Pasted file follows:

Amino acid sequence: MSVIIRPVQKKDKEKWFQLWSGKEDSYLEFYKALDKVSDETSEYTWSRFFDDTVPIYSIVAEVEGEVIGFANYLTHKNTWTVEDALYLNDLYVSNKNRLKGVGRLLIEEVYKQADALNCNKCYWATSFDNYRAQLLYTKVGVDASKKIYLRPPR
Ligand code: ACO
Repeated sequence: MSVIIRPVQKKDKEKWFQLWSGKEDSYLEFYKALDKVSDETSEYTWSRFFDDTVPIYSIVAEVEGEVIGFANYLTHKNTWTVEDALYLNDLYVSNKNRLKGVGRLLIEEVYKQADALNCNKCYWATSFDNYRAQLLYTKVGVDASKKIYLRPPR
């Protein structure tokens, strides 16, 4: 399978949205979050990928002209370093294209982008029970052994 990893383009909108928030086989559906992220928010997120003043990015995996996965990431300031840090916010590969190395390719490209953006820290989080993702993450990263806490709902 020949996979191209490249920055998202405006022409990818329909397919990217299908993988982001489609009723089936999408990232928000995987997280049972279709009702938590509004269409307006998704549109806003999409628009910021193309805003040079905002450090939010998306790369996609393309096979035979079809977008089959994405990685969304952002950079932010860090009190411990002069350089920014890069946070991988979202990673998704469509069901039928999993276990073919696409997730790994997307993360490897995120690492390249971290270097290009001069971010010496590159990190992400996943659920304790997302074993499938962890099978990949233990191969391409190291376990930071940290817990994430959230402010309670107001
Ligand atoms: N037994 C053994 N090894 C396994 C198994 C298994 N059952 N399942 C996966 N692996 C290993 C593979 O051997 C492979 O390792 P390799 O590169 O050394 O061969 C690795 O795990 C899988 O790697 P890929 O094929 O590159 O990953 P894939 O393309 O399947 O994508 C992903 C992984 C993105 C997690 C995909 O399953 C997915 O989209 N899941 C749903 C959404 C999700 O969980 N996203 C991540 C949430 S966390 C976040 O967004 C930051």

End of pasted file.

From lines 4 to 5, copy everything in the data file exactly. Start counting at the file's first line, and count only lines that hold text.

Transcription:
């Protein structure tokens, strides 16, 4: 399978949205979050990928002209370093294209982008029970052994 990893383009909108928030086989559906992220928010997120003043990015995996996965990431300031840090916010590969190395390719490209953006820290989080993702993450990263806490709902 020949996979191209490249920055998202405006022409990818329909397919990217299908993988982001489609009723089936999408990232928000995987997280049972279709009702938590509004269409307006998704549109806003999409628009910021193309805003040079905002450090939010998306790369996609393309096979035979079809977008089959994405990685969304952002950079932010860090009190411990002069350089920014890069946070991988979202990673998704469509069901039928999993276990073919696409997730790994997307993360490897995120690492390249971290270097290009001069971010010496590159990190992400996943659920304790997302074993499938962890099978990949233990191969391409190291376990930071940290817990994430959230402010309670107001
Ligand atoms: N037994 C053994 N090894 C396994 C198994 C298994 N059952 N399942 C996966 N692996 C290993 C593979 O051997 C492979 O390792 P390799 O590169 O050394 O061969 C690795 O795990 C899988 O790697 P890929 O094929 O590159 O990953 P894939 O393309 O399947 O994508 C992903 C992984 C993105 C997690 C995909 O399953 C997915 O989209 N899941 C749903 C959404 C999700 O969980 N996203 C991540 C949430 S966390 C976040 O967004 C930051």